The previous instalment introduced character leveling and enemies that are at numbered leves and can't be defeated unless yo are fairly equal, same went with weaponry. Odyssey retains all this adding further with weapon engraving abilities and an expanded ability tree for characters skills to tailor your character towards the playstyle you prefer. There are now three main branches; hunter aims towards using your bow, assassin for stealthy upgrades and warrior for the hands-on sword and axe fighting. There's a bunch of more specific action moves to use for each ability class too, which again you must choose to map to your action buttons. My favourite being a good old Spartan kick! In a recent patch the game even lets you transmog your outfit, making it possible to take the stats from one type of armour but retaining the visual look of another.

Odyssey also takes a new approach to it's map. Right at the beginning of the game you are offered to play the game in two ways; either the classic AC map where synchronise points will litter you map with anything nearby. Or with the new, and recommended way by the game itself, which makes you discover everything yourself by walking there. The latter helps keep the map at bay without overwhelming the player. Exploring is highly rewarding too; with secret caves, tombs and enemy camps to discover. Discovering places and completing them will in turn reward you with XP towards leveling. At times I felt like I was playing a free roaming Tomb Raider game with Kassandra taking the role of Lara, hair braided and all. I was exploring the incredibly detailed scenery, constantly looking for new places to discover, a fantastic feeling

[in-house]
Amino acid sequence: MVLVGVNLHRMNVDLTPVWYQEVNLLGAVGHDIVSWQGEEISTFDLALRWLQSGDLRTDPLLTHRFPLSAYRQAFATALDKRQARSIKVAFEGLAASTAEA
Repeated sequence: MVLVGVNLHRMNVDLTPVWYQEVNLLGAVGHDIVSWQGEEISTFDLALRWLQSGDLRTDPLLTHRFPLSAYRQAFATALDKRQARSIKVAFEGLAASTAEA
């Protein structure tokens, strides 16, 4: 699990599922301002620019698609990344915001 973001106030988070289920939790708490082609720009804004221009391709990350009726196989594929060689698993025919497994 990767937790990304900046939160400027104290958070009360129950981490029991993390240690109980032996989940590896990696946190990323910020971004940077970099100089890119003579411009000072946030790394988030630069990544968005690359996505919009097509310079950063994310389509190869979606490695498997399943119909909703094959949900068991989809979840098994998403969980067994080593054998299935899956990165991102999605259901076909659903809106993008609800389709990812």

Visually the game is just stunning, much like how beautiful Origins looked, Odyssey takes it a step further in variation. The lush and vegetated islands of Greece are painstakingly filled with detail. Daytime wonderfully shines sunrays down on coastal villages, dense forests, huge mountains and flower covered fields in stunning 4K detail on the Xbox One X. HDR lights up everything in great contrast, with the sun almost blinding you as you rotate your camera. Day and night cycle brings life to the world as well as tactics for being hidden in the dark and the draw distance is just draw dropping. It all runs so smoothly to thanks to the dynamic resolution that adapts to the amount of stuff going on.

The fact that the game takes place on islands further makes the sea battles and travelling by boat seem more naturally integrated and brings back memories of why it worked so well in Black Flag. Absolutely massive and stunning open world which is right up there with the very best of the genre.